ITHACA, N.Y. –– A year after holding individual graduation ceremonies in Stewart Park, Ithaca High School is now planning on holding four separate in-person graduation ceremonies for the class of 2021.

This year’s graduating class of 386 students will be divided into four separate graduation ceremonies, each with different student and teacher speakers. The graduation ceremonies will take place on June 17 unless there is inclement weather all day, in which case it will shift to the next day.

The venue for the graduation will be Ithaca High School’s Moresco Stadium, unless significant rain leading up to the day prevents construction workers from finishing the surface layer of the stadium’s track to support a graduation stage. If that happens, graduation will be held on the soccer field.

Caren Arnold, director of student activities and engagement, who is responsible for planning graduation, said Moresco Stadium was a superior graduation venue due to having stadium seating for guests and not having wet grass, while the soccer field was a backup choice.

Regardless, “everything’s going to be here at Ithaca High School, and that’s definite,” Arnold said.

Before the pandemic, it has been tradition for Ithaca High School’s graduation ceremony to beheld in Ithaca College’s Arts and Entertainment Center. Yvette DeBoer, who teaches biology and elective oceanography at Ithaca High School, and is the senior class advisor this year, said it was ideal to hold the graduation ceremony on campus.

“To have it(graduation) in your own home school I think is more meaningful than to go up to Ithaca College, or Cornell, or somewhere that is not so related,” DeBoer said. “I think it helps celebrate the school, and who those students are, and where they’ve been.”

Last year, the Ithaca High School class of 2020 held graduation ceremonies for one student at a time in Stewart Park, taking four and a half days in the first week of June to hold ceremonies for the entire senior class. Jason Trumble, principal of Ithaca High School, said this had been touted as “everyone gets a front seat to their child’s graduation,” and had been overall well-received.

“Overwhelmingly, the feedback was very positive,” Trumble said. “I think folks appreciated that we’d done something in a difficult situation in terms of safety, but we kept safety at the forefront to make sure everything was very planned and coordinated and folks knew what to expect.”

Trumble said there were some benefits to having smaller graduation ceremonies in Stewart Park. He said he was able to have five-minute talks with each of the graduates about their future plans, something that was not possible when more than 300 students were graduating together.

“I would say if had my druthers, I’d do it again that way, but that’s me being selfish,” Trumble said.

According to Arnold, many seniors wanted to graduate with their classmates, some of whom they had not seen since the start of the pandemic. Students wil alsol be allowed to bring four guests to their graduations, and the event will not require proof of vaccination or COVID-19 testing to attend.

“When the numbers opened up, it was really a no-brainer,” Arnold said. “We didn’t increase the number of graduates, we increased the number of guests to honor our families.”

DeBoer, whose daughter and stepdaughter are graduating this year, said she appreciated that her graduating children could bring four guests each. Despite this, she said that having a single graduation ceremony would be ideal under normal circumstances, since planning four separate ceremonies can be tiring for the organizers, and graduation is best when the graduating class can graduate with all their friends and family in attendance.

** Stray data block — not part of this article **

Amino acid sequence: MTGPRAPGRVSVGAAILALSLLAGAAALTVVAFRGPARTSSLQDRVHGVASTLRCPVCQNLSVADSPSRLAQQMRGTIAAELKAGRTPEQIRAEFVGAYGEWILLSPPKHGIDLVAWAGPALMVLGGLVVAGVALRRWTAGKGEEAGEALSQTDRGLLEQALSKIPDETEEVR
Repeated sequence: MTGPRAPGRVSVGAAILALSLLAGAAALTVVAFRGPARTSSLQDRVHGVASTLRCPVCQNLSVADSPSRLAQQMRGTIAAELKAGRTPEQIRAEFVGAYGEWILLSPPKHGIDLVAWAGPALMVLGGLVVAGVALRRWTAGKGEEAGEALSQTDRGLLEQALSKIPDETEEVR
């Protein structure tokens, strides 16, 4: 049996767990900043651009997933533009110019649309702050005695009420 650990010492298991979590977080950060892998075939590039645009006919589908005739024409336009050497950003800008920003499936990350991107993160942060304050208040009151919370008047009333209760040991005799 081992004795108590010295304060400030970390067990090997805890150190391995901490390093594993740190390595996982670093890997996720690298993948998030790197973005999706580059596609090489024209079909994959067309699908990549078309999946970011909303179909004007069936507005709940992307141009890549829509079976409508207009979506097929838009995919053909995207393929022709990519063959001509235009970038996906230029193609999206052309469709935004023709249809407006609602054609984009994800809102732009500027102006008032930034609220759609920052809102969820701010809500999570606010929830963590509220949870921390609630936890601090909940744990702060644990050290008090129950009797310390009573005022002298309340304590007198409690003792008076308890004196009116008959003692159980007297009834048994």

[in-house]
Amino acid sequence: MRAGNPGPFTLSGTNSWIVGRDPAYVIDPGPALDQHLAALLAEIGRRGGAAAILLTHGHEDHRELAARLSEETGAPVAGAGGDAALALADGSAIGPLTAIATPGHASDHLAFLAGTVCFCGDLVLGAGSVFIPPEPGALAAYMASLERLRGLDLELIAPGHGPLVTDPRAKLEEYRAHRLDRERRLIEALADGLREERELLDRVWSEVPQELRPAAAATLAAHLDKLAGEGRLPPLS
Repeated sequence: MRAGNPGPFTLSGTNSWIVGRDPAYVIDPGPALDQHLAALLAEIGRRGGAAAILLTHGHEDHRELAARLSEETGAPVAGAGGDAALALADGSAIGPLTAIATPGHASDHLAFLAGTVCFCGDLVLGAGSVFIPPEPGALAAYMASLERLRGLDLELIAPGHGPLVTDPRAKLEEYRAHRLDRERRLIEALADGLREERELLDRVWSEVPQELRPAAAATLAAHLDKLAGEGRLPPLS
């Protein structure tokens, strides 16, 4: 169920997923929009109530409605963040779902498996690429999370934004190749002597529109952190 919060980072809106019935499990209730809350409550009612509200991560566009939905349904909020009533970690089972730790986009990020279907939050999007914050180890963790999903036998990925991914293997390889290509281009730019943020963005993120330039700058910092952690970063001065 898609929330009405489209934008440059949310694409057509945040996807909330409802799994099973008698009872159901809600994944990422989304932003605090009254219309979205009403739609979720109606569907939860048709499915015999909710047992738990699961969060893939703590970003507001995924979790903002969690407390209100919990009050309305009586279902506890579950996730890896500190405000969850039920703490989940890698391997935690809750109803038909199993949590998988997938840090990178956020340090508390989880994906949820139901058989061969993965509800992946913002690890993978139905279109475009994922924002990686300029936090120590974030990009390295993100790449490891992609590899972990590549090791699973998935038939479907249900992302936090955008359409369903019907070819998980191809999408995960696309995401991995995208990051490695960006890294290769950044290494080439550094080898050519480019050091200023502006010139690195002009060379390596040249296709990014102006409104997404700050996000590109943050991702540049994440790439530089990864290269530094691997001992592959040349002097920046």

“That’s kind of what it’s always been, right?” DeBoer said. “I mean, Ithaca High School, we want to honor that sense of community, in the sense of everybody’s together in this, all the seniors of Ithaca High School who are graduating. It doesn’t make sense to separate that out, really, it makes more sense that everyone comes together. It should be a big celebration for all.”

Each ceremony has a maximum of 100 students, so that the total number of students and guests will not exceed 500. While some high schools in nearby towns are ableto hold a single ceremony, Arnold said it is impossible for Ithaca High School.

“You can’t compare Ithaca to other schools here in our district, or in our region,” Arnold said. “We easily have three to four times the number of many of the other schools. So our graduations are going to look different than other schools.”

According to Arnold, many seniors appreciated the ability to choose when to graduate, especially those whose parents may not be able to come at certain times. She said they deserved the opportunity to choose their graduation slot, since they knew what was best for them.

“They’ve never had a choice before on what time, they’ve never had a choice on who they graduated with,” Arnold said.

Arnold said that she is interested to learn whether there are aspects of 2021’s graduation, such as the smaller ceremonies or being held on campus, that will be retained for future graduations.

“A lot of work has been put into it, and a lot of thought, and with always the students and the families in the forefront,” Arnold said. “Always, how can we keep honoring them and give them the win that they need this year?”

DeBoer said she hoped to give the class of 2021 the best graduation possible in the pandemic.

“I think we’re good, I think we’ve done a good job, and I think we also have to realize at the same time we’re not going to make everybody happy, and that’s nearly impossible to do, but our hope is to make most people happy and provide the best celebration we can given the challenge of the times.”